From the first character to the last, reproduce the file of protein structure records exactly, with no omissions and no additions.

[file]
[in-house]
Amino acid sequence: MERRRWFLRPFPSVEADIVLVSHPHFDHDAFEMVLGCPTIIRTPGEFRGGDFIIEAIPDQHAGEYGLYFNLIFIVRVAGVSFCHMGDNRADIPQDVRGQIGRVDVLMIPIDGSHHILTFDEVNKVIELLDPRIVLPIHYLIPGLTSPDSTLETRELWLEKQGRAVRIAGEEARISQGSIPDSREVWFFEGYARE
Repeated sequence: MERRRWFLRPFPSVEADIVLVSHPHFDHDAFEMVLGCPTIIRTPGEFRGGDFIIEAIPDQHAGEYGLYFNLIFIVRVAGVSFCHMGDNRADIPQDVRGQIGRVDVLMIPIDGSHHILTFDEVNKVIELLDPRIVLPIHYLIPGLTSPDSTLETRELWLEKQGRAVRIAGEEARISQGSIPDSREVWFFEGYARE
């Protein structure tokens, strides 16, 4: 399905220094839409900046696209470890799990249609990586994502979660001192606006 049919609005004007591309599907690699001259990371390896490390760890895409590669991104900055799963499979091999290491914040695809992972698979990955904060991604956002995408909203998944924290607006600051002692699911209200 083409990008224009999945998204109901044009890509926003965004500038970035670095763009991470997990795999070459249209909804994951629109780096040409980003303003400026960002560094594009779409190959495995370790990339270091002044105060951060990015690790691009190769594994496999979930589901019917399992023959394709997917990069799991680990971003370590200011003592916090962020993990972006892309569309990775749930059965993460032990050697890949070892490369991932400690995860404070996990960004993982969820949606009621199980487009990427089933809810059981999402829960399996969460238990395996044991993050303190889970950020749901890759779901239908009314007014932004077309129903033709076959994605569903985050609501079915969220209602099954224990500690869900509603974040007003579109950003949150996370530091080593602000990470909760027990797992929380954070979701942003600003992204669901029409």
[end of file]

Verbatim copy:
[in-house]
Amino acid sequence: MERRRWFLRPFPSVEADIVLVSHPHFDHDAFEMVLGCPTIIRTPGEFRGGDFIIEAIPDQHAGEYGLYFNLIFIVRVAGVSFCHMGDNRADIPQDVRGQIGRVDVLMIPIDGSHHILTFDEVNKVIELLDPRIVLPIHYLIPGLTSPDSTLETRELWLEKQGRAVRIAGEEARISQGSIPDSREVWFFEGYARE
Repeated sequence: MERRRWFLRPFPSVEADIVLVSHPHFDHDAFEMVLGCPTIIRTPGEFRGGDFIIEAIPDQHAGEYGLYFNLIFIVRVAGVSFCHMGDNRADIPQDVRGQIGRVDVLMIPIDGSHHILTFDEVNKVIELLDPRIVLPIHYLIPGLTSPDSTLETRELWLEKQGRAVRIAGEEARISQGSIPDSREVWFFEGYARE
């Protein structure tokens, strides 16, 4: 399905220094839409900046696209470890799990249609990586994502979660001192606006 049919609005004007591309599907690699001259990371390896490390760890895409590669991104900055799963499979091999290491914040695809992972698979990955904060991604956002995408909203998944924290607006600051002692699911209200 083409990008224009999945998204109901044009890509926003965004500038970035670095763009991470997990795999070459249209909804994951629109780096040409980003303003400026960002560094594009779409190959495995370790990339270091002044105060951060990015690790691009190769594994496999979930589901019917399992023959394709997917990069799991680990971003370590200011003592916090962020993990972006892309569309990775749930059965993460032990050697890949070892490369991932400690995860404070996990960004993982969820949606009621199980487009990427089933809810059981999402829960399996969460238990395996044991993050303190889970950020749901890759779901239908009314007014932004077309129903033709076959994605569903985050609501079915969220209602099954224990500690869900509603974040007003579109950003949150996370530091080593602000990470909760027990797992929380954070979701942003600003992204669901029409």